Archive for September 2012

She couldn’t help thinking that there was a little more to life somewhere else

September 29, 2012

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Pattern: Noro Scarf (two-tone diagonal garter stitch) by Suzanne Pietrzak
Yarn: Bernat Mosaic (100% acrylic), colorways Calypso and Spectrum
Needles: U.S. 8 Signature straights

Time to play catch-up! I have several finished objects going back to 2011 that have not yet been blogged. This simple, colorful slant on the classic Noro scarf was completed on the eve of our Craftin’ for CASA sale last year, and was purchased by Claire for her sister Marie.

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Pattern: Harris Tweed by Luise O’Neill
Yarn: Tuesday Morning Exquisite Chunky (57% merino, 33% microfiber, 10% cashmere), colorway Cream
Needles: U.S. 10 Signature straights

This was also for the CASA sale. I loved knitting this one; this beautiful three-dimensional, fully reversible, unisex-appropriate stitch pattern deserves to be more widely known. I’d also love to get my hands on more of this yarn, which I picked up at Tuesday Morning; some people have said it’s relabeled Rowan Cashsoft.

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Pattern: Enjoyable-Rib Scarf by Anne K.
Yarn: Moda Dea Tweedle Dee (80% acrylic, 16% wool, 4% rayon), colorway Thunder
Needles: U.S. 10 Signature straights

By my count, I’ve knit this pattern five times. I often go looking for another simple but visually interesting rib pattern for chunky yarn, but I always come back to this one. So satisfying. This one hasn’t found a home yet.

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Pattern: Habit-Forming Scarf by Elizabeth Morrison (PDF link)
Yarn: Diakeito DiaFelice (50% wool, 28% nylon, 22% mohair), colorway 506
Needles: U.S. 8 Signature straights

I bought this yarn in Japan during my September 2011 visit, and knit it up over the Christmas break. It took me a lot of experimentation to find a stitch that showed off the colors, which are wool and mohair encased in a shimmery nylon casing. I was bedeviled by the fabric’s tendency to curl into a tube, though. If I recall correctly, I donated this to a silent auction to benefit Conway Cradle Care.

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Pattern: Reversible Cabled Brioche Stitch Scarf by Saralyn Harvey
Yarn: Knit Picks Andean Silk (55% alpaca, 23% silk, 22% merino), colorway Scarlet
Needles: U.S. 7 Signature straights

Ah, brioche stitch. There is nothing like you for squooshy ribbing. Throw in big reversible cables and a luxury yarn, and you have the perfect scarf. Only fault I can find with it is that the complexity of the ribbed reversible cables incorporating yarn-over-heavy brioche made the use of a cable needle (or in my case, a DPN) imperative. I donated this one to the Conway Cradle Care silent auction too. I hope it brought in a good price.

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Pattern: JustRight Dishcloth by Deborah Ellis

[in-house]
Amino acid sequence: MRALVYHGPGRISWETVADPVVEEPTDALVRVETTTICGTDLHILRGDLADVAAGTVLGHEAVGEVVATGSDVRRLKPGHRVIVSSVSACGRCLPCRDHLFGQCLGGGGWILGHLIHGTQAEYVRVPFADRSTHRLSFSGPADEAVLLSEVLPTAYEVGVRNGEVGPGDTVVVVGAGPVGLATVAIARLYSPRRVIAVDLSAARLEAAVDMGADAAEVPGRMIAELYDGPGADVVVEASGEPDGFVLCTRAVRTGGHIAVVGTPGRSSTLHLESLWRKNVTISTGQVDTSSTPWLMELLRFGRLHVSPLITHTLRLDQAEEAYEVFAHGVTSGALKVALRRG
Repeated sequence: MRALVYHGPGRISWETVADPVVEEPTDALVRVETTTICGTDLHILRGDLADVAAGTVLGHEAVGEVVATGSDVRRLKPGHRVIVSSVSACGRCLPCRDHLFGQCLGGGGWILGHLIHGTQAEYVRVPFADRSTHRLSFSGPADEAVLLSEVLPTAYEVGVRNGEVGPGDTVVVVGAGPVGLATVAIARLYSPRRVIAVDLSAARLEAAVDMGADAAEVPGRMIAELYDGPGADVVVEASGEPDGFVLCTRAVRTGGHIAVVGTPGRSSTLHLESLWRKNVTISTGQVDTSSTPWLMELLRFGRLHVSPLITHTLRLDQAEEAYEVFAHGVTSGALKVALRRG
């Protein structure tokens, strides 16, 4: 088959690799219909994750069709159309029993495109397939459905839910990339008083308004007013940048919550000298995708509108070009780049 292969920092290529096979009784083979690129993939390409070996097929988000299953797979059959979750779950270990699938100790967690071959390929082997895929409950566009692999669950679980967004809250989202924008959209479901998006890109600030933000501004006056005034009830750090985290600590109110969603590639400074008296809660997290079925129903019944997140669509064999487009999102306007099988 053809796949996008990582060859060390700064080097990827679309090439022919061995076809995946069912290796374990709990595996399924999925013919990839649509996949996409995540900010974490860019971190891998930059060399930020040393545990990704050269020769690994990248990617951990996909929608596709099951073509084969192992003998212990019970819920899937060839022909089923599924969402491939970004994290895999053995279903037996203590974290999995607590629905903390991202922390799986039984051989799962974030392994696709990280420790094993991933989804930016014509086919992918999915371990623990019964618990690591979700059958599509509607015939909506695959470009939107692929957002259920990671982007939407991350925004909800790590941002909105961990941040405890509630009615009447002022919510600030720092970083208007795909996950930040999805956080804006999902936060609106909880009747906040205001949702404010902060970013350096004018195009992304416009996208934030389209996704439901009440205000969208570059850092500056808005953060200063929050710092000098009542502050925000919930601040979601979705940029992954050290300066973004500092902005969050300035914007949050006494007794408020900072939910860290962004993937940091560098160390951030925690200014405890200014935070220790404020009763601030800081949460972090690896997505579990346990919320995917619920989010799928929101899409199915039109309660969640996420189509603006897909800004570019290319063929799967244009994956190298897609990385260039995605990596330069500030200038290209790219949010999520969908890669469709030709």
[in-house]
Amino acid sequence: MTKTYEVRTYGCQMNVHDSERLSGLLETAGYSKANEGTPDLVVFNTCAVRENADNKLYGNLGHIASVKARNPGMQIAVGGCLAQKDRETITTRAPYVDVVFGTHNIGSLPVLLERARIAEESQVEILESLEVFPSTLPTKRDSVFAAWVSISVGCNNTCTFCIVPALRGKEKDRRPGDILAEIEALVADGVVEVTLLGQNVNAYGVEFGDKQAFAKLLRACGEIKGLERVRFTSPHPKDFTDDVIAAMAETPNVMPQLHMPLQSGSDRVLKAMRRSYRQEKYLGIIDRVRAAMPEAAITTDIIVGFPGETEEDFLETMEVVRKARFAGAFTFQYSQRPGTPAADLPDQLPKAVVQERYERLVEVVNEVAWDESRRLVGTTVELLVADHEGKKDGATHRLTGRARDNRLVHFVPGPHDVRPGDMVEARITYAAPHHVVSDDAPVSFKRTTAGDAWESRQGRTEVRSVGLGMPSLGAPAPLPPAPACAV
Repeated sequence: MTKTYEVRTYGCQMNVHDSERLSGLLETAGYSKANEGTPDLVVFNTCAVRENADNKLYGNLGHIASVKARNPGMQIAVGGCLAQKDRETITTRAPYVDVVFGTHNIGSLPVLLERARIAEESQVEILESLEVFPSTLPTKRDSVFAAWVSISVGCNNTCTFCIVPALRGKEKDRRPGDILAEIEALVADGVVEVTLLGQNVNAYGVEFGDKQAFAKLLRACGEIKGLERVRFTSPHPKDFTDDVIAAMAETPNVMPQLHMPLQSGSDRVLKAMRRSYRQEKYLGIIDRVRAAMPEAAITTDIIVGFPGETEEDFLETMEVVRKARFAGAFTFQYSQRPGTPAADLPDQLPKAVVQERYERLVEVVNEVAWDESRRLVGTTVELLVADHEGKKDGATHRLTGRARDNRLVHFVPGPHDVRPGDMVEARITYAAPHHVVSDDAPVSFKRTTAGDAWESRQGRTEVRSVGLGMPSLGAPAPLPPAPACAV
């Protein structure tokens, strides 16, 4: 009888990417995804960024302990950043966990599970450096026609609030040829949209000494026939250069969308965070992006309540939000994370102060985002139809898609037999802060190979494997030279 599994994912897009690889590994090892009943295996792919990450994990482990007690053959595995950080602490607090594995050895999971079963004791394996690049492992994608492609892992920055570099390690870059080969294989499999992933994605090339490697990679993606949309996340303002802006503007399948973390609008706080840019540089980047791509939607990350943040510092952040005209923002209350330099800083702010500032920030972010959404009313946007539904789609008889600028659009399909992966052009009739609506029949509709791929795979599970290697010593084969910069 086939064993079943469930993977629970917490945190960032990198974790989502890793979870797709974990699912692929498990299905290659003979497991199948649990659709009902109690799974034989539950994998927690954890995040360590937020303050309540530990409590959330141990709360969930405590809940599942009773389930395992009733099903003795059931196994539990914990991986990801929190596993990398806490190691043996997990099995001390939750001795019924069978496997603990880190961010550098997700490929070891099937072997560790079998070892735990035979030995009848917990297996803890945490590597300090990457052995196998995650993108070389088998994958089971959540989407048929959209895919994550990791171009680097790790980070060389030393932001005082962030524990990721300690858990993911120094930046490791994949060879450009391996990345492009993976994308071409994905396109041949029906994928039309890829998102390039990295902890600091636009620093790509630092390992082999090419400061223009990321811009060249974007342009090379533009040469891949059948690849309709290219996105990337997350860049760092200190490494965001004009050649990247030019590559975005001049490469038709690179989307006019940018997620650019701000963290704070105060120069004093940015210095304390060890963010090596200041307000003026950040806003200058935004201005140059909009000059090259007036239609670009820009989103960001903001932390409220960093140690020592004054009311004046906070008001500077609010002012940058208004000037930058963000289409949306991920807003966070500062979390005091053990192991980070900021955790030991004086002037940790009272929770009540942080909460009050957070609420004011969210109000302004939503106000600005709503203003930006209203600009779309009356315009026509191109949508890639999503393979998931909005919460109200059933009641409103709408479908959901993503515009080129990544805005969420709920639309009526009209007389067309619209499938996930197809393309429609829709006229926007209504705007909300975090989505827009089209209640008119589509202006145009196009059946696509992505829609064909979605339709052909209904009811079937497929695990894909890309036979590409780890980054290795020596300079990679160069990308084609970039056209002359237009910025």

Yarn: Ella Rae Baby Cotton (88% cotton, 12% nylon), colorways Ecru and Ink
Hook: 5.5mm (I) Tulip Etimo

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Pattern: Squaring the Spiral Dishcloth by Deborah Ellis
Yarn: Ella Rae Baby Cotton (88% cotton, 12% nylon), colorways Ecru and Ink
Hook: 3.5mm (E) Tulip Etimo

Two crochet dishcloths for CG’s second-grade teacher whose favorite fashion look is zebra print. These both come from a lovely e-book of crochet dishcloths, containing patterns both basic and quite striking. I love using this DK-weight cotton blend that I picked up at Tuesday Morning; it’s soft, smooth, and drapey.

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Pattern: A Beautifully Simple Coaster by Deborah Ellis
Yarn: Louisa Harding Nautical Cotton (100% cotton), colorways Sage and Light Blue
Hook: 4mm (G) Tulip Etimo

And this was the teacher gift for AA’s fifth grade homeroom teacher. I was really itching to crochet up some cotton last December, clearly. More Tuesday Morning yarn; I like the sage green a lot better in combination with the bright blue than alone. Six coasters in the set, three of each color.

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Pattern: Sixty Cables by Gabi KrisztiƔn (Ravelry link)
Yarn: Lorna’s Laces Shepherd Sock Solid (80% wool, 20% nylon), colorway Pond
Needles: U.S. 4 and 6 Zephyr Options 24″ circular needle (magic loop style)

I started this faux-cable hat for the Craftin’ for CASA sale, but didn’t finish it in time. Terrific textured hat pattern with just the amount of slouch I like. Still doesn’t have a home; might be part of this year’s upcoming sale for CASA.

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Pattern: Lacy Baktus by Terhi Montonen
Yarn: Inca Sportlace Hand-Painted (75% wool, 25% nylon), overdyed with Easter egg dye
Needles: U.S. 5 Zephyr Options 24″ circular (knit flat)

This is one of the two skeins I overdyed (full story here) in my first crockpot kettle dyeing experiment. I started with the colorway I liked less, the reds and pinks and yellows, just to see how the fabric looked knitted up. When I ran out of yarn, I added a purple corner in Knit Picks Palette (leftovers from my Endpaper Mitts). Although at the time I liked it as a homage to a very famous version by bluepeninsula (used as a guide and inspiration by many Ravelers), every time I put it on I worry that it just looks like a kludge. So I haven’t actually worn it yet, and might end up donating or selling it.